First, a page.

CHARLOTTE, N.C. (AP) — The latest on a federal lawsuit challenging North Carolina's law allowing magistrates to refuse to perform gay marriages based on their religious beliefs:
The chief author of the North Carolina law letting magistrates opt out of performing gay marriages based on religious objections calls a legal challenge to the law another attempt by the political far left to force its beliefs on everyone else.
On Wednesday, Republican state Senate leader Phil Berger addressed the federal lawsuit filed by three North Carolina couples who say the law approved last June is constitution. Berger says everyone seeking a marriage license in North Carolina since the law was enacted has received one.
Attorney General Roy Cooper said Wednesday that he personally opposes the law but his office will perform its duties and defend the law on the state's behalf. Cooper is a Democrat running for governor next year.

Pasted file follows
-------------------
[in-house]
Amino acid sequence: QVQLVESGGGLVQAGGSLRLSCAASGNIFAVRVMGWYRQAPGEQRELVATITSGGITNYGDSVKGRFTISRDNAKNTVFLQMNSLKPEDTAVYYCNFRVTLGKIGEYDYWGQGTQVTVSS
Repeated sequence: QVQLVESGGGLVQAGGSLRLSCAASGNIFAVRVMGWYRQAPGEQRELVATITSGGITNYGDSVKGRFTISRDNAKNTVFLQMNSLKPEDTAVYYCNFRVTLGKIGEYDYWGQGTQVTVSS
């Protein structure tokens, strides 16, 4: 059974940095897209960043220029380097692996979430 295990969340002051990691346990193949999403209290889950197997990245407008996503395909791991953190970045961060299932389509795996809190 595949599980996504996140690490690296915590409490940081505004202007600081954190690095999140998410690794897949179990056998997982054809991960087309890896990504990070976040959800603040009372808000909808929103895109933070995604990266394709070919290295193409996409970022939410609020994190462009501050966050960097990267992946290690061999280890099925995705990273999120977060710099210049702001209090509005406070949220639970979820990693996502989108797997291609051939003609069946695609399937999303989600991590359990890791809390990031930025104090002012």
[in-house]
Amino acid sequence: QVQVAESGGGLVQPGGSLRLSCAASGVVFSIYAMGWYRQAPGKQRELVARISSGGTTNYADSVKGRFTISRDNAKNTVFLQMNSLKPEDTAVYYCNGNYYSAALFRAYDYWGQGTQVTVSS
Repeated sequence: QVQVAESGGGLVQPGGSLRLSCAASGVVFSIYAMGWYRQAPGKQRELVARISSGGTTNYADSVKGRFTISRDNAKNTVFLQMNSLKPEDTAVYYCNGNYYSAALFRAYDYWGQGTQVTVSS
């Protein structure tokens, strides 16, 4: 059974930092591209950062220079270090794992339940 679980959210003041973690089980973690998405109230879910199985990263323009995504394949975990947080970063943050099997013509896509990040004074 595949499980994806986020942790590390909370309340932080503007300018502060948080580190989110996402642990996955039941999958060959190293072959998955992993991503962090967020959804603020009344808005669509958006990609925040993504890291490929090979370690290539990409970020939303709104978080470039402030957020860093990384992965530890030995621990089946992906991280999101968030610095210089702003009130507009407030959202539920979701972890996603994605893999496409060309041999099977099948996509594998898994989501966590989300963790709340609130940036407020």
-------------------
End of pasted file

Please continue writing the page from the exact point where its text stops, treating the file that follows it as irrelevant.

The attorney representing the plaintiffs in a lawsuit challenging a North Carolina law that allows magistrates to refuse to perform gay marriages based on their religious beliefs says the measure violates the First Amendment.
Luke Largess said Wednesday that the law advances a religious point of view on gay marriage by using public money. He says that although people can have their opinions on gay marriage, the state cannot use taxpayer money for that view. He also says the state of North Carolina cannot finance religious efforts to push back against gay marriage.
Largess and backers of the lawsuit appeared at a news conference at the Mecklenburg County Government Center. The plaintiffs weren't present.
Three couples are challenging North Carolina's law giving magistrates the option not to perform gay marriages based on religious objections.
The couples' lawsuit, filed Wednesday in federal court, says the law approved six months ago violates the U.S. Constitution by promoting religious beliefs over the equality of all North Carolina citizens, especially gays and lesbians. The litigation says magistrates can't be permitted to disavow their oath to carry out laws.
The Republican-led General Assembly passed the law over the veto of Gov. Pat McCrory. The law says magistrates and some court officials can recuse themselves if they have a "sincerely held religious objection." The recusal applies to all marriages for at least six months.
Civil gay marriages were authorized in North Carolina in October 2014.